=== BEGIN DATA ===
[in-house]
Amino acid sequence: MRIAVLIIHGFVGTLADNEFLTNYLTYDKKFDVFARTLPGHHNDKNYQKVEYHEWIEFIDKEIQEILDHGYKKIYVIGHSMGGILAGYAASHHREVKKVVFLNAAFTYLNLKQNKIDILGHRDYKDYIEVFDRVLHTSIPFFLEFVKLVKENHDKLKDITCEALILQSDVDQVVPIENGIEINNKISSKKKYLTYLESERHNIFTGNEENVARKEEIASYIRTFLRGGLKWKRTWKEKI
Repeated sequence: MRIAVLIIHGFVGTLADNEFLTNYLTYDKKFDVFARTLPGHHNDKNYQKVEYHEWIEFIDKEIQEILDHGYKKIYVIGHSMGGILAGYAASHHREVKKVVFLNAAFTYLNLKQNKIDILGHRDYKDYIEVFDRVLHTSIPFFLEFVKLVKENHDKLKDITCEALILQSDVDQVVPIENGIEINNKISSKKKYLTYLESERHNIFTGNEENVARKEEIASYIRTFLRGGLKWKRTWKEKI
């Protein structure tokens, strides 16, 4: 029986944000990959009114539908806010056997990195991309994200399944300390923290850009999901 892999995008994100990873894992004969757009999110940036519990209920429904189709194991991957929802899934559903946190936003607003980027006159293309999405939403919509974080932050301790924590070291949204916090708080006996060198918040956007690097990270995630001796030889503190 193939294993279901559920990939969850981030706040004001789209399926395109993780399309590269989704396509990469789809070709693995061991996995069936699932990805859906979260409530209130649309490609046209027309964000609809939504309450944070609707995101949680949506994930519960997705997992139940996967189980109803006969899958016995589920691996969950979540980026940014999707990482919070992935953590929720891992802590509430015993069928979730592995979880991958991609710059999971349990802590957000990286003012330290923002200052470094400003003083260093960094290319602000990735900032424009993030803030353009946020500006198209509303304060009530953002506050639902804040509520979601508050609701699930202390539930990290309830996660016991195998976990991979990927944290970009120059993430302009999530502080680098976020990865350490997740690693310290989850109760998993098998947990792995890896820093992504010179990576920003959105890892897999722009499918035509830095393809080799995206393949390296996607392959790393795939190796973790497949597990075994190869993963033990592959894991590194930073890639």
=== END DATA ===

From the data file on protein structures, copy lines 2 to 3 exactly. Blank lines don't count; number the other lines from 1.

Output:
Amino acid sequence: MRIAVLIIHGFVGTLADNEFLTNYLTYDKKFDVFARTLPGHHNDKNYQKVEYHEWIEFIDKEIQEILDHGYKKIYVIGHSMGGILAGYAASHHREVKKVVFLNAAFTYLNLKQNKIDILGHRDYKDYIEVFDRVLHTSIPFFLEFVKLVKENHDKLKDITCEALILQSDVDQVVPIENGIEINNKISSKKKYLTYLESERHNIFTGNEENVARKEEIASYIRTFLRGGLKWKRTWKEKI
Repeated sequence: MRIAVLIIHGFVGTLADNEFLTNYLTYDKKFDVFARTLPGHHNDKNYQKVEYHEWIEFIDKEIQEILDHGYKKIYVIGHSMGGILAGYAASHHREVKKVVFLNAAFTYLNLKQNKIDILGHRDYKDYIEVFDRVLHTSIPFFLEFVKLVKENHDKLKDITCEALILQSDVDQVVPIENGIEINNKISSKKKYLTYLESERHNIFTGNEENVARKEEIASYIRTFLRGGLKWKRTWKEKI